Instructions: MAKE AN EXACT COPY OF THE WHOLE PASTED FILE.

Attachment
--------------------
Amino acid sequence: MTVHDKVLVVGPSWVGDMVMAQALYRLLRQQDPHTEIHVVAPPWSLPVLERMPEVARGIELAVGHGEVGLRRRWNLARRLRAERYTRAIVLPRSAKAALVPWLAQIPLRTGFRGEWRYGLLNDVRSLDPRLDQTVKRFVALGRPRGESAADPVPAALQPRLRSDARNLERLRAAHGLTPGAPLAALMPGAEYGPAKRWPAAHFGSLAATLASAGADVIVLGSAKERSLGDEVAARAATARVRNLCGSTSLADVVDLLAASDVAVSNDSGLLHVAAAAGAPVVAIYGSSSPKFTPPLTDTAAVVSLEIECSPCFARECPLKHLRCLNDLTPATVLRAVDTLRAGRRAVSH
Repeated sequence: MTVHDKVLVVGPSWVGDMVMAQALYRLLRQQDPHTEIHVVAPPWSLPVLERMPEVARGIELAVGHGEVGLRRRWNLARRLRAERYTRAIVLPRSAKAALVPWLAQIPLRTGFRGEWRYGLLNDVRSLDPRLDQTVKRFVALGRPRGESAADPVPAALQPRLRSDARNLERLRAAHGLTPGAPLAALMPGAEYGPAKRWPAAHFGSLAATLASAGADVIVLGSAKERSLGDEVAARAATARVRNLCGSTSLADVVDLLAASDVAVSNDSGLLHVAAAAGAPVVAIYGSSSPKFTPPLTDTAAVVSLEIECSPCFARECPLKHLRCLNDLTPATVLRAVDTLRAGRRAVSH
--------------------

Amino acid sequence: MTVHDKVLVVGPSWVGDMVMAQALYRLLRQQDPHTEIHVVAPPWSLPVLERMPEVARGIELAVGHGEVGLRRRWNLARRLRAERYTRAIVLPRSAKAALVPWLAQIPLRTGFRGEWRYGLLNDVRSLDPRLDQTVKRFVALGRPRGESAADPVPAALQPRLRSDARNLERLRAAHGLTPGAPLAALMPGAEYGPAKRWPAAHFGSLAATLASAGADVIVLGSAKERSLGDEVAARAATARVRNLCGSTSLADVVDLLAASDVAVSNDSGLLHVAAAAGAPVVAIYGSSSPKFTPPLTDTAAVVSLEIECSPCFARECPLKHLRCLNDLTPATVLRAVDTLRAGRRAVSH
Repeated sequence: MTVHDKVLVVGPSWVGDMVMAQALYRLLRQQDPHTEIHVVAPPWSLPVLERMPEVARGIELAVGHGEVGLRRRWNLARRLRAERYTRAIVLPRSAKAALVPWLAQIPLRTGFRGEWRYGLLNDVRSLDPRLDQTVKRFVALGRPRGESAADPVPAALQPRLRSDARNLERLRAAHGLTPGAPLAALMPGAEYGPAKRWPAAHFGSLAATLASAGADVIVLGSAKERSLGDEVAARAATARVRNLCGSTSLADVVDLLAASDVAVSNDSGLLHVAAAAGAPVVAIYGSSSPKFTPPLTDTAAVVSLEIECSPCFARECPLKHLRCLNDLTPATVLRAVDTLRAGRRAVSH